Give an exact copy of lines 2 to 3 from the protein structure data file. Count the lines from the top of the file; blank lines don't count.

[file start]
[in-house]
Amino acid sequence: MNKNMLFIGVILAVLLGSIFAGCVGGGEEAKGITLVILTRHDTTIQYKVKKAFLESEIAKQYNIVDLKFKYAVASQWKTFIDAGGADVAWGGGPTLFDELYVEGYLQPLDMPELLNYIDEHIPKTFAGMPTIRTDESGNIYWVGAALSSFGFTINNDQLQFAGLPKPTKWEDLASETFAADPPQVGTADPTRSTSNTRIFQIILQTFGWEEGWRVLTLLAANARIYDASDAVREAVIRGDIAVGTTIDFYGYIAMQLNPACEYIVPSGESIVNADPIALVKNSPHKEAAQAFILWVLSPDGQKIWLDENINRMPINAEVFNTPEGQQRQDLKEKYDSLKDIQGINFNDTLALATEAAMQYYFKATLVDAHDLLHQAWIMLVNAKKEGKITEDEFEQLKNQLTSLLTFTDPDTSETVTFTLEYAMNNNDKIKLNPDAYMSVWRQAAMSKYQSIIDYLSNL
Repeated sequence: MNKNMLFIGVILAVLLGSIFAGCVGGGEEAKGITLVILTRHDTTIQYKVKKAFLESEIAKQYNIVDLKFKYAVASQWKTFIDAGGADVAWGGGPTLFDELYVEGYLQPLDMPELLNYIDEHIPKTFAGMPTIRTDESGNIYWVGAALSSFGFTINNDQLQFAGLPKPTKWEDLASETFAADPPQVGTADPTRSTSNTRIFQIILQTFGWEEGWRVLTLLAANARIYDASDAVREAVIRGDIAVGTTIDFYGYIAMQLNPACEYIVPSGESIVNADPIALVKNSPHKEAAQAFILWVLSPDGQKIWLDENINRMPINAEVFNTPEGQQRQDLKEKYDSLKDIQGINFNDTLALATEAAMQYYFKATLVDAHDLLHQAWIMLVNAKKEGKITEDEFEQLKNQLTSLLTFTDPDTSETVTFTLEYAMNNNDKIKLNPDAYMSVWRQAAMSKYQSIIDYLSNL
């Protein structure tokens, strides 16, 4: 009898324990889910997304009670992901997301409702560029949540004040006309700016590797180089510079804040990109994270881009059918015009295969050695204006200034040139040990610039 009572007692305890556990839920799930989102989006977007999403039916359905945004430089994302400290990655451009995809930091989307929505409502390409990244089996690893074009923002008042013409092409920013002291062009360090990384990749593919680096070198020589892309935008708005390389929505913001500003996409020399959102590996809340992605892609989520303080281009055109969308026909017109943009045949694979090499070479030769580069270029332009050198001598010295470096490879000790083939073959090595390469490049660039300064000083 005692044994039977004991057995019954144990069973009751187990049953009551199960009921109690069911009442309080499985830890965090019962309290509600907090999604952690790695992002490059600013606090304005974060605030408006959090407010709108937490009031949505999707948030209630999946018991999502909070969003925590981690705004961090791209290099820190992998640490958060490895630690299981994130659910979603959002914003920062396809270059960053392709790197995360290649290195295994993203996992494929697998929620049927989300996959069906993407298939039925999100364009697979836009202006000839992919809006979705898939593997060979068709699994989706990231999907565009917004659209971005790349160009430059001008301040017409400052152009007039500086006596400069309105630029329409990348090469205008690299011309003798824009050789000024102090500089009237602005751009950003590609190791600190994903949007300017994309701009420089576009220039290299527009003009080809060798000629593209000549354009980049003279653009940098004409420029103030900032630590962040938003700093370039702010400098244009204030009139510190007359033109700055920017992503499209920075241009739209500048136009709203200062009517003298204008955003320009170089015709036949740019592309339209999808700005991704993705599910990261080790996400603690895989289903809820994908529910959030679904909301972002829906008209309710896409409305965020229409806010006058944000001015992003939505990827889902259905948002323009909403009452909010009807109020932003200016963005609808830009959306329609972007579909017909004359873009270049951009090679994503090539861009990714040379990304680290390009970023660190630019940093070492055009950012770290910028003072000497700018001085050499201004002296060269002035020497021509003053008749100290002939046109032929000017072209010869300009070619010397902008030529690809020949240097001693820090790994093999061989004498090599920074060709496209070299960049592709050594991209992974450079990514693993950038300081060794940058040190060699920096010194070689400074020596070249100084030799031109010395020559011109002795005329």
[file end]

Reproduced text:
Amino acid sequence: MNKNMLFIGVILAVLLGSIFAGCVGGGEEAKGITLVILTRHDTTIQYKVKKAFLESEIAKQYNIVDLKFKYAVASQWKTFIDAGGADVAWGGGPTLFDELYVEGYLQPLDMPELLNYIDEHIPKTFAGMPTIRTDESGNIYWVGAALSSFGFTINNDQLQFAGLPKPTKWEDLASETFAADPPQVGTADPTRSTSNTRIFQIILQTFGWEEGWRVLTLLAANARIYDASDAVREAVIRGDIAVGTTIDFYGYIAMQLNPACEYIVPSGESIVNADPIALVKNSPHKEAAQAFILWVLSPDGQKIWLDENINRMPINAEVFNTPEGQQRQDLKEKYDSLKDIQGINFNDTLALATEAAMQYYFKATLVDAHDLLHQAWIMLVNAKKEGKITEDEFEQLKNQLTSLLTFTDPDTSETVTFTLEYAMNNNDKIKLNPDAYMSVWRQAAMSKYQSIIDYLSNL
Repeated sequence: MNKNMLFIGVILAVLLGSIFAGCVGGGEEAKGITLVILTRHDTTIQYKVKKAFLESEIAKQYNIVDLKFKYAVASQWKTFIDAGGADVAWGGGPTLFDELYVEGYLQPLDMPELLNYIDEHIPKTFAGMPTIRTDESGNIYWVGAALSSFGFTINNDQLQFAGLPKPTKWEDLASETFAADPPQVGTADPTRSTSNTRIFQIILQTFGWEEGWRVLTLLAANARIYDASDAVREAVIRGDIAVGTTIDFYGYIAMQLNPACEYIVPSGESIVNADPIALVKNSPHKEAAQAFILWVLSPDGQKIWLDENINRMPINAEVFNTPEGQQRQDLKEKYDSLKDIQGINFNDTLALATEAAMQYYFKATLVDAHDLLHQAWIMLVNAKKEGKITEDEFEQLKNQLTSLLTFTDPDTSETVTFTLEYAMNNNDKIKLNPDAYMSVWRQAAMSKYQSIIDYLSNL